You don’t hear Postgres and SQLite threatening to change their licenses.

(I am playing a bit of a devil’s advocate here, but only half)

I’d separate this into two problems, if I may.

General problem

One is the general problem of funding FOSS development and maintenance. This is a field several smart people – Carlo Daffara as one of the earliest researchers – are looking into and it’s clearly changing (SaaS was one such change).

Setting up a business plan is hard as it is and doing it to support your FOSS, which you give to everyone for free makes it a bit harder still – you need to figure out what you can charge for th (and you probably need to re-evaluate this every few years)

One needs to take into account that many small businesses / startups and independent businesses don’t survive – FOSS is here not an exception, really, as statistics have shown.

Some FOSS-compatible business models – some more, some less FOSS – that businesses tend to use and mix’n’match:

  • selling support & maintenance (& QA)
  • dual-license – i.e. same software under a (strong) copyleft license and a proprietary license for those who don’t want to deal with the copyleft
  • open core – similar, but also not include certain features into the FOSS version
  • SaaS – can be run as either dual-license or open core
  • delayed FOSS release – the software is proprietary by default, but gets (automatically) released as FOSS after a certain time
  • sell something else (hardware, services, …) and just have FOSS help sell it, by building a striving ecosystem around it
  • sponsored development & bounties – keep everything FOSS, but have customers pay you for adding more complex features

The alternative is, of course, to rely on donations and/or grants from organisations such as NLnet, Sovereign Tech Fund, Linux Foundation etc.

In Europe there is currently also in the works a European Digital Infrastructure Consortium (EDIC), where many EU countries are joining in to form a common consortium to fund development and maintenance of critical IT (FOSS!) infrastructure.

Specific problem

This leads us to the specific problem to MongoDB, Elastic, Redis &co.

On face-value what is common to all of these adopters of SSPL (and Commons Clause before it) are that they are all database back-ends as such, unfortunately, no existing FOSS license has a copyleft clause strong enough to apply to back-end software. As SSPL – as the best, yet very flawed, stab at it so far – shows, it’s not easy to make it work.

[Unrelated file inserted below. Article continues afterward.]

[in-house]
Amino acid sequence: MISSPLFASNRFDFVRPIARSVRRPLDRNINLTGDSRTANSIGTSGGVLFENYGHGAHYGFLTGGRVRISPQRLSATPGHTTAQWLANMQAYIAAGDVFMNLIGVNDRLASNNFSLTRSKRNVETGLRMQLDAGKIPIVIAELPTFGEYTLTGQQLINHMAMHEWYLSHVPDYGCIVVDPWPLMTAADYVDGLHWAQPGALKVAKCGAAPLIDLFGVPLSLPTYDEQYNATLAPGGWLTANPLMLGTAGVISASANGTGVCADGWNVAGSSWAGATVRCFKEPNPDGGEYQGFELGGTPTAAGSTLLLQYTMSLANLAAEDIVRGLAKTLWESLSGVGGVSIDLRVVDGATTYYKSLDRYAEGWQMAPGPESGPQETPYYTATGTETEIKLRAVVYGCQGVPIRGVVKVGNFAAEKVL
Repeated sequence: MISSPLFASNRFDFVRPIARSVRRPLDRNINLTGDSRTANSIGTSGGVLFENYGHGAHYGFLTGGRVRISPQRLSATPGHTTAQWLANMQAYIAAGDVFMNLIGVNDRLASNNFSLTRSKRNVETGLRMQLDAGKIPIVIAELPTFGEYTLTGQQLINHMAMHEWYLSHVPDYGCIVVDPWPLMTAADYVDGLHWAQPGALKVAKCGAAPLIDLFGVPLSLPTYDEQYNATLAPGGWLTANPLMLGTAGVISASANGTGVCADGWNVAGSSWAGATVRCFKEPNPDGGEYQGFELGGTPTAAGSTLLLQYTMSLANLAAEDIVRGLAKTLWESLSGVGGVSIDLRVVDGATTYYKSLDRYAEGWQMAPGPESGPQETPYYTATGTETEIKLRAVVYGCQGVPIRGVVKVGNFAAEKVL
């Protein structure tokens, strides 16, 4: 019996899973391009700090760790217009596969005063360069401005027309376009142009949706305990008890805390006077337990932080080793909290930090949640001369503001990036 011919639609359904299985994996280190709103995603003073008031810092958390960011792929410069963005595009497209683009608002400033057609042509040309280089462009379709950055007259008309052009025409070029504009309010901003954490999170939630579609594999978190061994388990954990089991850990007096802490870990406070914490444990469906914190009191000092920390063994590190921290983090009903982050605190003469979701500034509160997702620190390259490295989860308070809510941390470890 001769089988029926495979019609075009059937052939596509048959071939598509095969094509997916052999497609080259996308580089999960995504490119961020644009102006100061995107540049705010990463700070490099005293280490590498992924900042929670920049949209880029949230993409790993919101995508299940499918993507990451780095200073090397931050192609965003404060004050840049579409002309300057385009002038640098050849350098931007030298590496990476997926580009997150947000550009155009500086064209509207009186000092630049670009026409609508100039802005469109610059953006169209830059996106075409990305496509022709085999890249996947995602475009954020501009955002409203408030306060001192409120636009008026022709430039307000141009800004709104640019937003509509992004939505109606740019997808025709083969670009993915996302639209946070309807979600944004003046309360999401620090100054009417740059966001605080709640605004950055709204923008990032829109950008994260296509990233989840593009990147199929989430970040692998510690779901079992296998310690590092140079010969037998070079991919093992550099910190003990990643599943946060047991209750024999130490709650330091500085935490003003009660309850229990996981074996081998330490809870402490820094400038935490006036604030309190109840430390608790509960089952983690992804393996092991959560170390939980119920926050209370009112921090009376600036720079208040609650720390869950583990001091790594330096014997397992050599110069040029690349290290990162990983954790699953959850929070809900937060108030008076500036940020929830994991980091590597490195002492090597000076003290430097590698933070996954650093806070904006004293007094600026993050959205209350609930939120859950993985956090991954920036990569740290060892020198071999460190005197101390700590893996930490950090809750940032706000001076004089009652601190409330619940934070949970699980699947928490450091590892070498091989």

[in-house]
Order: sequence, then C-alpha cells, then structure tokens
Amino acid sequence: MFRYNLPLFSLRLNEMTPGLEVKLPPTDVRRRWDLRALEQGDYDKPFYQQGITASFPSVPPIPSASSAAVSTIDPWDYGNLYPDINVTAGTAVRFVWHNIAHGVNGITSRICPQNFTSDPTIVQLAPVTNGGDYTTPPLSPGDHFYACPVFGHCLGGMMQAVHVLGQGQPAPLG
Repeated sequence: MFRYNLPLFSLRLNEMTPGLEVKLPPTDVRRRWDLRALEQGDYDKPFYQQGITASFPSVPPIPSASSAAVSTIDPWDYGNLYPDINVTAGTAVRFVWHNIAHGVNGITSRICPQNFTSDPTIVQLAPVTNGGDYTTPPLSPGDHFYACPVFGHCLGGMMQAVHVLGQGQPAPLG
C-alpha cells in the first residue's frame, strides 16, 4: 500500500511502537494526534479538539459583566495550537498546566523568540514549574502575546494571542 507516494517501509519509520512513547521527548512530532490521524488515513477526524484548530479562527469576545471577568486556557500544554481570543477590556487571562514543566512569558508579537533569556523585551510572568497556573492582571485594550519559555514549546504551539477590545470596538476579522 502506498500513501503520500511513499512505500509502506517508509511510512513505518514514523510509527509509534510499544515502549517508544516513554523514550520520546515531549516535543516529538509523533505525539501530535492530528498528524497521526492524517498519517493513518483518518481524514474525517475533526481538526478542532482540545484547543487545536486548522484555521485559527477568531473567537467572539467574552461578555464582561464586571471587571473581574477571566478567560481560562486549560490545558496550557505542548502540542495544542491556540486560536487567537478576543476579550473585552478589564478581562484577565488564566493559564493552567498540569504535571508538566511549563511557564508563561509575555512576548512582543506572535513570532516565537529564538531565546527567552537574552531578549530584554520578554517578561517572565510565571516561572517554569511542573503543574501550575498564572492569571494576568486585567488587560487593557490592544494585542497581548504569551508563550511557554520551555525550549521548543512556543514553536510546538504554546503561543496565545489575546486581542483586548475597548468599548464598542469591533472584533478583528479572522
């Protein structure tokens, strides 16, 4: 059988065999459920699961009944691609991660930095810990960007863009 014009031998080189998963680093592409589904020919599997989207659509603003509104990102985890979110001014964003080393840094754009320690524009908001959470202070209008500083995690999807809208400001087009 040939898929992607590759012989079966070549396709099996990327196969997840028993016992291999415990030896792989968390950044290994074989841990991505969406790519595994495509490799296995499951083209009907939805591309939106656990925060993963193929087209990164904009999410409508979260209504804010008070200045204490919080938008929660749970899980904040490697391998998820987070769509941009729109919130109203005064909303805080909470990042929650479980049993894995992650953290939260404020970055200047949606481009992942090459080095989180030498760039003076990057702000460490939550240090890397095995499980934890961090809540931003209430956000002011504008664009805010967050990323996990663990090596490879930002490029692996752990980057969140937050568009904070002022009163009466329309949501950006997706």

But that does beg the question why that would be needed, if Linux, Postgres, Apache etc. are fine, while the above are not …

The typical “free-to-fee” conversion rate (e.g. FOSS users : paid customers) for FOSS businesses is said to be about 1-5%. Which may be much lower than what some might expect.

And here is where we come to another commonality of MongoDB, Elastic, Redis etc. – all of these changed their license from FOSS to source-available around the time they were either involved with VC (demand to return on their) investment or going public (IPO). Which means that their business suddenly was led (through money) in a way that demanded a quick return of investment.

Let’s say customers = conversion_rate × community_members – in such a situation you have two options to make the customers number go up:

  • either grow the number of community_members – takes a long time, but is ultimately more sustainable
  • or force the conversion_rate to skyrocket – fast, but also breaks established relationships and trust

If you look at conversion_rate=0.05 as something you can live with and want to engage with the community, to help grow together, then you’ll decide to take it slow and grow your community. (This is how these companies worked before VC/IPO)

But if you see 1-5% conversion rate as “plenty of room for improvement” and realise that if you closed the source and through that force, let’s say 30% of community_members to convert to customers, taking into account you might completely lose, let’s say, 50% of the community members, that’s a huge win. (This is how it was after VC/IPO)

Short-sighted? Yes. Profitable right now? Also yes.

… and back to Redis and its forks

Again, I don’t know enough about Redis to judge, but I found this an interesting read: